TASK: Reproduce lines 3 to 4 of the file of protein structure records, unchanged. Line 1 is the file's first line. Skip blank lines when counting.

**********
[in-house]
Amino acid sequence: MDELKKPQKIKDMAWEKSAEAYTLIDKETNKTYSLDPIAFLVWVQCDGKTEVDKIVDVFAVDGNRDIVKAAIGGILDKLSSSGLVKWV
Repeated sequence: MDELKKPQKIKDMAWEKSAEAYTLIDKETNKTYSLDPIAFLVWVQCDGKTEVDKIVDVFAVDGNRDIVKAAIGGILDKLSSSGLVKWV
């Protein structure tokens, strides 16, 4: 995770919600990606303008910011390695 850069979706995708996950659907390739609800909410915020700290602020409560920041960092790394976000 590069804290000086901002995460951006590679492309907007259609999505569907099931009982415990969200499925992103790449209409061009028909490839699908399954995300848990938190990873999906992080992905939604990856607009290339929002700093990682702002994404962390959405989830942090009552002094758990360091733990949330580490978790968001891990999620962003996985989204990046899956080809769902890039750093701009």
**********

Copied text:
Repeated sequence: MDELKKPQKIKDMAWEKSAEAYTLIDKETNKTYSLDPIAFLVWVQCDGKTEVDKIVDVFAVDGNRDIVKAAIGGILDKLSSSGLVKWV
């Protein structure tokens, strides 16, 4: 995770919600990606303008910011390695 850069979706995708996950659907390739609800909410915020700290602020409560920041960092790394976000 590069804290000086901002995460951006590679492309907007259609999505569907099931009982415990969200499925992103790449209409061009028909490839699908399954995300848990938190990873999906992080992905939604990856607009290339929002700093990682702002994404962390959405989830942090009552002094758990360091733990949330580490978790968001891990999620962003996985989204990046899956080809769902890039750093701009």